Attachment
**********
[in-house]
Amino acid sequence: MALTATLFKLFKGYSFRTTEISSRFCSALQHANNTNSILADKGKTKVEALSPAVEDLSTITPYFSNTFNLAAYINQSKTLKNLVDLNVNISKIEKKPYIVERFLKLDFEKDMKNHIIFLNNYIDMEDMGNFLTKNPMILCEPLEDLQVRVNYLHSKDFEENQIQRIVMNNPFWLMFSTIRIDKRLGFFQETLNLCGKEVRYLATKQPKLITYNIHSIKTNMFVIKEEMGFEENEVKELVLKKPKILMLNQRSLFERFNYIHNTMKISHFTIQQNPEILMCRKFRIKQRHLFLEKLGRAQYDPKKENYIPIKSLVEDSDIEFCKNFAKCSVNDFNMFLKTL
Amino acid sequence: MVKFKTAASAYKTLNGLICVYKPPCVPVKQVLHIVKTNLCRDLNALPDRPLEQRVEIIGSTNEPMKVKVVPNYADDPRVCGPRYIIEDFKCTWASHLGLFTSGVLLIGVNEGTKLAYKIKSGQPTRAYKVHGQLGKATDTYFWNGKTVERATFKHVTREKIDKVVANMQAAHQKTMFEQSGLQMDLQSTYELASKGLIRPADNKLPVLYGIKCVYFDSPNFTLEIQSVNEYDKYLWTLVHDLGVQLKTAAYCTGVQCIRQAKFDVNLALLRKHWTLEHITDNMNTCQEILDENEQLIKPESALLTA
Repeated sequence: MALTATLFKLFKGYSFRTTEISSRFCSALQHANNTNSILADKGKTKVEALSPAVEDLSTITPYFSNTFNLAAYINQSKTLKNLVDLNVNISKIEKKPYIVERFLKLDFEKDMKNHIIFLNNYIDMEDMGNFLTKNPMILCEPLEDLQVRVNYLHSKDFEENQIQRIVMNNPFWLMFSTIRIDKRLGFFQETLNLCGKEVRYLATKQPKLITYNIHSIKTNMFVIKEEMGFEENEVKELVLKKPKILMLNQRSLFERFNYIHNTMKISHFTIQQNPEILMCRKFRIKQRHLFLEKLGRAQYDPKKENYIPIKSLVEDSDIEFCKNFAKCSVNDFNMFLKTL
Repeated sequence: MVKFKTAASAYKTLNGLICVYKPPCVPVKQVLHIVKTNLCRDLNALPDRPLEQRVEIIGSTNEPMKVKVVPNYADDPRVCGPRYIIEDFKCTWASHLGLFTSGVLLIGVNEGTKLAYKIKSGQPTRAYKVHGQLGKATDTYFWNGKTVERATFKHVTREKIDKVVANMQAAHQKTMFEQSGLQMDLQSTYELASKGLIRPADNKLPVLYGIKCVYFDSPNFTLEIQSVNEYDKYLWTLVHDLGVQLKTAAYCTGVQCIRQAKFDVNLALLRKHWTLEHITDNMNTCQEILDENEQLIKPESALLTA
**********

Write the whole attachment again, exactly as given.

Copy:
[in-house]
Amino acid sequence: MALTATLFKLFKGYSFRTTEISSRFCSALQHANNTNSILADKGKTKVEALSPAVEDLSTITPYFSNTFNLAAYINQSKTLKNLVDLNVNISKIEKKPYIVERFLKLDFEKDMKNHIIFLNNYIDMEDMGNFLTKNPMILCEPLEDLQVRVNYLHSKDFEENQIQRIVMNNPFWLMFSTIRIDKRLGFFQETLNLCGKEVRYLATKQPKLITYNIHSIKTNMFVIKEEMGFEENEVKELVLKKPKILMLNQRSLFERFNYIHNTMKISHFTIQQNPEILMCRKFRIKQRHLFLEKLGRAQYDPKKENYIPIKSLVEDSDIEFCKNFAKCSVNDFNMFLKTL
Amino acid sequence: MVKFKTAASAYKTLNGLICVYKPPCVPVKQVLHIVKTNLCRDLNALPDRPLEQRVEIIGSTNEPMKVKVVPNYADDPRVCGPRYIIEDFKCTWASHLGLFTSGVLLIGVNEGTKLAYKIKSGQPTRAYKVHGQLGKATDTYFWNGKTVERATFKHVTREKIDKVVANMQAAHQKTMFEQSGLQMDLQSTYELASKGLIRPADNKLPVLYGIKCVYFDSPNFTLEIQSVNEYDKYLWTLVHDLGVQLKTAAYCTGVQCIRQAKFDVNLALLRKHWTLEHITDNMNTCQEILDENEQLIKPESALLTA
Repeated sequence: MALTATLFKLFKGYSFRTTEISSRFCSALQHANNTNSILADKGKTKVEALSPAVEDLSTITPYFSNTFNLAAYINQSKTLKNLVDLNVNISKIEKKPYIVERFLKLDFEKDMKNHIIFLNNYIDMEDMGNFLTKNPMILCEPLEDLQVRVNYLHSKDFEENQIQRIVMNNPFWLMFSTIRIDKRLGFFQETLNLCGKEVRYLATKQPKLITYNIHSIKTNMFVIKEEMGFEENEVKELVLKKPKILMLNQRSLFERFNYIHNTMKISHFTIQQNPEILMCRKFRIKQRHLFLEKLGRAQYDPKKENYIPIKSLVEDSDIEFCKNFAKCSVNDFNMFLKTL
Repeated sequence: MVKFKTAASAYKTLNGLICVYKPPCVPVKQVLHIVKTNLCRDLNALPDRPLEQRVEIIGSTNEPMKVKVVPNYADDPRVCGPRYIIEDFKCTWASHLGLFTSGVLLIGVNEGTKLAYKIKSGQPTRAYKVHGQLGKATDTYFWNGKTVERATFKHVTREKIDKVVANMQAAHQKTMFEQSGLQMDLQSTYELASKGLIRPADNKLPVLYGIKCVYFDSPNFTLEIQSVNEYDKYLWTLVHDLGVQLKTAAYCTGVQCIRQAKFDVNLALLRKHWTLEHITDNMNTCQEILDENEQLIKPESALLTA